Threat actors have been distributing malicious apps under the guise of seemingly harmless shopping apps to target customers of eight Malaysian banks since at least November 2021.
The attacks involved creating fraudulent but legitimate-looking websites to trick users into downloading the apps, Slovakian cybersecurity firm ESET said in a report shared with The Hacker News.
The copycat websites impersonated cleaning services such as Maid4u, Grabmaid, Maria’s Cleaning, Maid4u, YourMaid, Maideasy and MaidACall and a pet store named PetsMore, all of which are aimed at users in Malaysia.
“Threat actors use these fake online store apps to phish banking credentials,” ESET said. “The apps also forward all SMS messages received by the victim to malware operators in case they contain 2FA codes sent by the bank.”
The targeted banks are Maybank, Affin Bank, Public Bank Berhad, CIMB bank, BSN, RHB, Bank Islam Malaysia and Hong Leong Bank.
The websites, served via Facebook ads, invite visitors to download what the attackers claim are Android apps available on the Google Play Store, but in reality redirect them to malicious servers under their control.
It should be noted here that the attack relies on the precondition that potential victims enable the non-default “Install unknown apps” option on their devices for it to succeed. What’s more, five of the abused services don’t even have an app on Google Play.
Once launched, the apps prompt users to log into their accounts, allowing them to place fake orders, after which options are presented to complete the payment process including a transfer of funds from their bank accounts.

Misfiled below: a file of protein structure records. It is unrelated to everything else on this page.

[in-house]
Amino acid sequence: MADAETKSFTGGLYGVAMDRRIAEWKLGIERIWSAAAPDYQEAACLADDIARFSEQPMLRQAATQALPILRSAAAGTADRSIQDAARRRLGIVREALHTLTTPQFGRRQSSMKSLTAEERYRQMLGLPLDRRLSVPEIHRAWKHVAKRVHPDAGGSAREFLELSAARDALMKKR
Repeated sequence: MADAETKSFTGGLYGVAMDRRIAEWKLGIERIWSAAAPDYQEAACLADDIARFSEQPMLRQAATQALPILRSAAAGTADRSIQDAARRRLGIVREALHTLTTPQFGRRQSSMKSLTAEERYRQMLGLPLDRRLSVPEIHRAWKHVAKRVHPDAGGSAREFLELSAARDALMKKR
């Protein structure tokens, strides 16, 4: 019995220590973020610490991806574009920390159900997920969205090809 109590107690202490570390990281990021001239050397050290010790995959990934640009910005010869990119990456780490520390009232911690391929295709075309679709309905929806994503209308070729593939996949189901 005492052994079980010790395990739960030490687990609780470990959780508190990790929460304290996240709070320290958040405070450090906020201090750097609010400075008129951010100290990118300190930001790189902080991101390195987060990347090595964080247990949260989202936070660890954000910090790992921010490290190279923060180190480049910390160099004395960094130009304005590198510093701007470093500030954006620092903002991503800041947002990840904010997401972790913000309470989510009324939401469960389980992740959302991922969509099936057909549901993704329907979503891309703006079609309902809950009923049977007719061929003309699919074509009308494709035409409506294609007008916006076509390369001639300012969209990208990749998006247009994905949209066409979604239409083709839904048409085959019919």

“After choosing the direct transfer option, the victims are presented [with] a fake FPX payment page and asked to choose their bank from the eight Malaysian banks provided and then enter their credentials,” said Lukáš Štefanko, Malware Researcher at ESET.
The ultimate goal of the campaign is to steal banking credentials entered by users and exfiltrate them to the server controlled by the attacker, while displaying an error message stating that the username or password entered is not valid.
Additionally, the fake apps are designed to access and forward all SMS messages received by the users to the remote server in case the bank accounts are secured with two-factor authentication.
“Although the campaign is exclusively targeting Malaysia at the moment, it may expand to other countries and banks later,” Štefanko said. “At the moment attackers are looking for bank credentials, but they could also enable the theft of credit card information in the future.”